(1) It is troubling to see White again and again reject as impossible arguments which even conservative Protestant scholars see as plausible and even convincing. For example, he summarily dismisses as ridiculous the argument which points to an Aramaic substratum behind our present Greek text, which in turn nullifies completely any appeal to the distinction between petros and petra in the Greek, since the word would be kepha in both places. The authors of JP&K present significant patristic evidence to support the existence of just such a written source, from which our present Greek text was in some way derived (363-373). This evidence White simply dismisses out of hand, dubbing the existence of a Semitic original "mythical." [Now that he has trashed the credibility of the only historical sources on which belief in the traditional authorship is based, one wonders how White would counter a modernist scholar seeking to deny Matthean authorship of our present Greek text.] But White misses the fact that an Aramaic or Hebrew text is not an essential facet of the argument. As even prominent Protestant scholars acknowledge, there are Semitisms in the Greek text of Matthew which indicate that these words of Jesus were first delivered in Aramaic.

[T]he great antiquity and the Palestinian origin of the section may today be considered beyond question. This is shown by the quite Semitic linguistic character of this section. On this point, in fact, almost all scholars are united, whether they accept or reject genuineness (O. Cullmann, Peter: Disciple—Apostle—Martyr. trans. F. V. Filson (Philadelphia: Westminster, 1953), 185).

Elsewhere, Cullmann points not only to the pun—"You are Rock, and on this rock. . ." indicating that both words were the same when originally uttered, thus, "You are Kepha, and on this kepha. . ."—but also to such Semitisms as the designation of Peter as bar-yônâ, the expression "flesh and blood" to mean "men," and the characteristically Semitic phrase "bind and loose" as evidence that this section was originally uttered in Aramaic (Theological Dictionary of the New Testament, 6:106). So, while White is certainly free to argue against the idea of a Semitic original, he cannot claim that this view is a product of Catholic bias, nor that this observation is so shaky that only the ignorant would accept its validity. The appeal to a Semitic original behind Matt 16:18 is only one piece of a full-orbed exegesis and apology but it is certainly a legitimate one, based on evidence in the Greek text of the New Testament as well as significant patristic evidence.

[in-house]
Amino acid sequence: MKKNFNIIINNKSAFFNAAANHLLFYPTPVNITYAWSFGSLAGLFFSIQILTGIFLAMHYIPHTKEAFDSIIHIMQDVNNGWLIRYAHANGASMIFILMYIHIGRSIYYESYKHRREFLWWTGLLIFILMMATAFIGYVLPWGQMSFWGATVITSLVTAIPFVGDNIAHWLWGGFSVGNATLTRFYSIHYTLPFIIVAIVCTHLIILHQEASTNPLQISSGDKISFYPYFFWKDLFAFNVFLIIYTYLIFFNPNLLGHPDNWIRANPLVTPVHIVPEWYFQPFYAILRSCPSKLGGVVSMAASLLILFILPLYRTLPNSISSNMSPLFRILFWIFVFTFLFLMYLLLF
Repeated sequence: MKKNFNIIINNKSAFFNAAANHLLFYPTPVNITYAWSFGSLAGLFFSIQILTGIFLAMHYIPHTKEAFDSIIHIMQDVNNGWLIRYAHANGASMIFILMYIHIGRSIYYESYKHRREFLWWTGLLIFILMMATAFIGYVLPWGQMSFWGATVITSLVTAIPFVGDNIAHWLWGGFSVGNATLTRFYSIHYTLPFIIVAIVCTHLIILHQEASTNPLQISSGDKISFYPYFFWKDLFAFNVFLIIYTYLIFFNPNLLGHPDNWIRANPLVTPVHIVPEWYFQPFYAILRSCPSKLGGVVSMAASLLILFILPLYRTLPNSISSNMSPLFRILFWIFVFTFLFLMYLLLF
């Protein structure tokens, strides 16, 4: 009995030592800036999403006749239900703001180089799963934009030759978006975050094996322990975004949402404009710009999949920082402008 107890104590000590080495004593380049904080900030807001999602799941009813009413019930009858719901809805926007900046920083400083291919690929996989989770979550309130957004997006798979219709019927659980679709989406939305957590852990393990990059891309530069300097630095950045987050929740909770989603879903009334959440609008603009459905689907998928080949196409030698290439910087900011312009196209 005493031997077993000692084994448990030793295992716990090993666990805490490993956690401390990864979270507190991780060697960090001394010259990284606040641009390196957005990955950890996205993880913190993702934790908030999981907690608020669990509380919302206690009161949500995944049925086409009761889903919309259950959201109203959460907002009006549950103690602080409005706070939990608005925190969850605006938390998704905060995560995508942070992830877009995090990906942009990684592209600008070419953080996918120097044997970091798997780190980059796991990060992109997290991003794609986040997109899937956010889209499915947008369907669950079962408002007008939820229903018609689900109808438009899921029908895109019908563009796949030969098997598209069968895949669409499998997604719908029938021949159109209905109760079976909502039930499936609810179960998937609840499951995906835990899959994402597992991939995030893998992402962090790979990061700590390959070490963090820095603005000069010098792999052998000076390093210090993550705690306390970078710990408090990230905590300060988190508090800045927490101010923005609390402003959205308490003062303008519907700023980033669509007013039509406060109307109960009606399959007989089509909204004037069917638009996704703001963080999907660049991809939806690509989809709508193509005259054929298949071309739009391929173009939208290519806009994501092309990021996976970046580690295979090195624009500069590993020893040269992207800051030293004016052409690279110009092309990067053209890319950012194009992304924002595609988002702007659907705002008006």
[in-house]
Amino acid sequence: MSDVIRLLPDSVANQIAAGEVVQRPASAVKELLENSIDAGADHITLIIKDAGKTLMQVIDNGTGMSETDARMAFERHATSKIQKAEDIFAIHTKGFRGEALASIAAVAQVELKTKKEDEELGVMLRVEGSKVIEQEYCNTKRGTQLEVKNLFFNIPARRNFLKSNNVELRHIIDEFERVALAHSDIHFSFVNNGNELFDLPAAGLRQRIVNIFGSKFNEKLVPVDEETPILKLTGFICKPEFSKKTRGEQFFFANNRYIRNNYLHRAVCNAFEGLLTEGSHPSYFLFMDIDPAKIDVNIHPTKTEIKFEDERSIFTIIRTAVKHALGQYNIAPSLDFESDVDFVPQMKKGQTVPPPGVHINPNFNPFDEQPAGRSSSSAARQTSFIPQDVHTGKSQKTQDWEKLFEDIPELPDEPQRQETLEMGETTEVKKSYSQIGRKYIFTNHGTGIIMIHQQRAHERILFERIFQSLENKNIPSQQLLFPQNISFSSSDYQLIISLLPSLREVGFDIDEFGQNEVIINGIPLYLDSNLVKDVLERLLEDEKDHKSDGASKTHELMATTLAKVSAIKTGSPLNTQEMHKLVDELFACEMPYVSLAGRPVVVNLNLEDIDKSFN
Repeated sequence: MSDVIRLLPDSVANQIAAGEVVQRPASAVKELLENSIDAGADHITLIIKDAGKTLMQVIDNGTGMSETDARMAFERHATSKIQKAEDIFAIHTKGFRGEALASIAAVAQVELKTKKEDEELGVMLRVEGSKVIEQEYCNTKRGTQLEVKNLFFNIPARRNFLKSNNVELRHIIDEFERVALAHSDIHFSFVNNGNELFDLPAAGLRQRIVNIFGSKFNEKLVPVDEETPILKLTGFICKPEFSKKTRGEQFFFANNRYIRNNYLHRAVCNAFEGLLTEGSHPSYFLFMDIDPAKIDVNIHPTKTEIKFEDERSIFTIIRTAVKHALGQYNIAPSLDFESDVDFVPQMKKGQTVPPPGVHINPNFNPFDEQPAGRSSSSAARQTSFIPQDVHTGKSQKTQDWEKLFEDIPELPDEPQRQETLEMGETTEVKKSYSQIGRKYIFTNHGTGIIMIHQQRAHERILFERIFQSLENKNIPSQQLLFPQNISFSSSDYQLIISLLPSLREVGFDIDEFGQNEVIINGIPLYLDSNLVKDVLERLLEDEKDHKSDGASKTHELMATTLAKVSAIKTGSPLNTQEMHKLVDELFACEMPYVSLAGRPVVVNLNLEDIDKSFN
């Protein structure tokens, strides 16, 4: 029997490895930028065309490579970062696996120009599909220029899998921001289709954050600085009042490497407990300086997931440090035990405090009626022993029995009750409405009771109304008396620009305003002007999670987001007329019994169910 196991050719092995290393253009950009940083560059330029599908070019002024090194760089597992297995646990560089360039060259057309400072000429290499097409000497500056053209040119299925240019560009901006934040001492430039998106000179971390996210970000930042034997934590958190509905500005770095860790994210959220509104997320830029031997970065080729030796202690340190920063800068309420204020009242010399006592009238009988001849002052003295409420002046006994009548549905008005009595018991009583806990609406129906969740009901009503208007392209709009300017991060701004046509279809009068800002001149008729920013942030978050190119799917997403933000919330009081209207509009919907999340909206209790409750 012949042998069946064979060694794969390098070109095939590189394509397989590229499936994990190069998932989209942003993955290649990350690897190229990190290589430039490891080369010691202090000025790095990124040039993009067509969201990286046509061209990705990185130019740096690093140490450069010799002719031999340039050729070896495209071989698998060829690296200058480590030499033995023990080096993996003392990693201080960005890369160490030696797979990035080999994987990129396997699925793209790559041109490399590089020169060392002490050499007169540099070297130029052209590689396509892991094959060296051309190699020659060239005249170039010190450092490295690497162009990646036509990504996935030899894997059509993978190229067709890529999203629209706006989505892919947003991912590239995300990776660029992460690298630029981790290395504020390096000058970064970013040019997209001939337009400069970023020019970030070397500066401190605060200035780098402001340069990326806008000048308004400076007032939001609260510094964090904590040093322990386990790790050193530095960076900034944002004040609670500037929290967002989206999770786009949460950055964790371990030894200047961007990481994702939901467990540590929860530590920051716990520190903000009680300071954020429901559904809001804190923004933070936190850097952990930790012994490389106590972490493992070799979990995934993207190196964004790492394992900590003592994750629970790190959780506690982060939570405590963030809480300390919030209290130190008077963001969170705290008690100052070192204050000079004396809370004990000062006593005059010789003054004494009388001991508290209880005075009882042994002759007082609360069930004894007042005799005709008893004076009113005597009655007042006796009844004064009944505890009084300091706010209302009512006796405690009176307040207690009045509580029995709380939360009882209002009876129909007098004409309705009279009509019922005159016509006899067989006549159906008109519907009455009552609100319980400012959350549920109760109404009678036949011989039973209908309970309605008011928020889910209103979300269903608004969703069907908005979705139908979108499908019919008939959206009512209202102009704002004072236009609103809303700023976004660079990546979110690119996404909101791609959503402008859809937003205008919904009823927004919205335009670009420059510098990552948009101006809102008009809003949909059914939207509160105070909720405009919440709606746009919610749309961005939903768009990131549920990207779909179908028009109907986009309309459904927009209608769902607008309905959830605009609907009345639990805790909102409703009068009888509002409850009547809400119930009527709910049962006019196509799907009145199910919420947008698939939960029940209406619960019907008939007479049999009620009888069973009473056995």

(2) White has complained much of evidence misleadingly presented in Catholic works. But then we encounter some strange argumentation from him, such as this reponse to JP&K’s citations from Origen concerning the primacy of Peter:

In the 600 books written by [Origen] in his lifetime, [the authors of JP&K] can only come up with a few phrases about the subject, and even then, they can't provide any meaningful bridge between a high view of Peter and the bishop of Rome as the Pope?

But, speaking of a misleading presentation of evidence, we might ask first just how many of these 600 books to which the authors of JP&K were supposed to refer have survived to the present day? The answer is, a relative handful! And how many of the few surviving works have as their subject matter anything that would remotely call for a mention of the prerogatives of St. Peter or the papacy? A still smaller subset of those. It seems as if Mr. White would know all this; but for whatever reason he builds an argument on the alleged silence of works long since lost and then points to this manufactured silence as evidence that our authors have a weak case. But in fact, the evidence they do cite from Origen clearly enlists him as a proponent of the personal interpretation of Matt 16:18 and that is all the authors claim.